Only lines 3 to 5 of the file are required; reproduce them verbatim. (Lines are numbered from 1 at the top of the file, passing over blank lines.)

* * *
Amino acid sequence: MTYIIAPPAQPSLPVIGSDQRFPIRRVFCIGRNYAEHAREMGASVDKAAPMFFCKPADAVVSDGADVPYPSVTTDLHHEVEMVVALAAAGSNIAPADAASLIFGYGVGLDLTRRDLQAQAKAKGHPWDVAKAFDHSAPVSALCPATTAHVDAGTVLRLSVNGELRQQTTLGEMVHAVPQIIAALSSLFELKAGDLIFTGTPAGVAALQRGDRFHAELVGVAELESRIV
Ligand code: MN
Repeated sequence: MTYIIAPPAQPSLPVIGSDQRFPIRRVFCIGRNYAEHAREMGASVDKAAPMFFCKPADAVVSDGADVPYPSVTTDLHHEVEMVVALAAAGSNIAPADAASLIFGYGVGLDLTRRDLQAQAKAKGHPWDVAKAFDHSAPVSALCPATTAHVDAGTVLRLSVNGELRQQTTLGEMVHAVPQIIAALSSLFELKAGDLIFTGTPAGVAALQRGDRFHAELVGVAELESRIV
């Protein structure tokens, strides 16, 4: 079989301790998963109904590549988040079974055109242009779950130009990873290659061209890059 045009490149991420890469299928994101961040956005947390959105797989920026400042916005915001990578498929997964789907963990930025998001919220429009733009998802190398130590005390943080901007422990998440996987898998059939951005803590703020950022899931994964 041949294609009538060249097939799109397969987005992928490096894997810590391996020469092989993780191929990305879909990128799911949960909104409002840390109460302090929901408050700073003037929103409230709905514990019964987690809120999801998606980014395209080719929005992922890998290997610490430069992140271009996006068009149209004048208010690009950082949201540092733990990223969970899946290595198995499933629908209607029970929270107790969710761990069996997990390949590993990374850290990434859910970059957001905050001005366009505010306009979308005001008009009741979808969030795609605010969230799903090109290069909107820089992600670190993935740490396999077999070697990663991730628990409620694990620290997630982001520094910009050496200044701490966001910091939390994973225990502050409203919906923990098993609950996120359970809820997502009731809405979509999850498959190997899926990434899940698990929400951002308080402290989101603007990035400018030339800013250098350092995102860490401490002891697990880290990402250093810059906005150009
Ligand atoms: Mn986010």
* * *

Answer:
Repeated sequence: MTYIIAPPAQPSLPVIGSDQRFPIRRVFCIGRNYAEHAREMGASVDKAAPMFFCKPADAVVSDGADVPYPSVTTDLHHEVEMVVALAAAGSNIAPADAASLIFGYGVGLDLTRRDLQAQAKAKGHPWDVAKAFDHSAPVSALCPATTAHVDAGTVLRLSVNGELRQQTTLGEMVHAVPQIIAALSSLFELKAGDLIFTGTPAGVAALQRGDRFHAELVGVAELESRIV
């Protein structure tokens, strides 16, 4: 079989301790998963109904590549988040079974055109242009779950130009990873290659061209890059 045009490149991420890469299928994101961040956005947390959105797989920026400042916005915001990578498929997964789907963990930025998001919220429009733009998802190398130590005390943080901007422990998440996987898998059939951005803590703020950022899931994964 041949294609009538060249097939799109397969987005992928490096894997810590391996020469092989993780191929990305879909990128799911949960909104409002840390109460302090929901408050700073003037929103409230709905514990019964987690809120999801998606980014395209080719929005992922890998290997610490430069992140271009996006068009149209004048208010690009950082949201540092733990990223969970899946290595198995499933629908209607029970929270107790969710761990069996997990390949590993990374850290990434859910970059957001905050001005366009505010306009979308005001008009009741979808969030795609605010969230799903090109290069909107820089992600670190993935740490396999077999070697990663991730628990409620694990620290997630982001520094910009050496200044701490966001910091939390994973225990502050409203919906923990098993609950996120359970809820997502009731809405979509999850498959190997899926990434899940698990929400951002308080402290989101603007990035400018030339800013250098350092995102860490401490002891697990880290990402250093810059906005150009
Ligand atoms: Mn986010």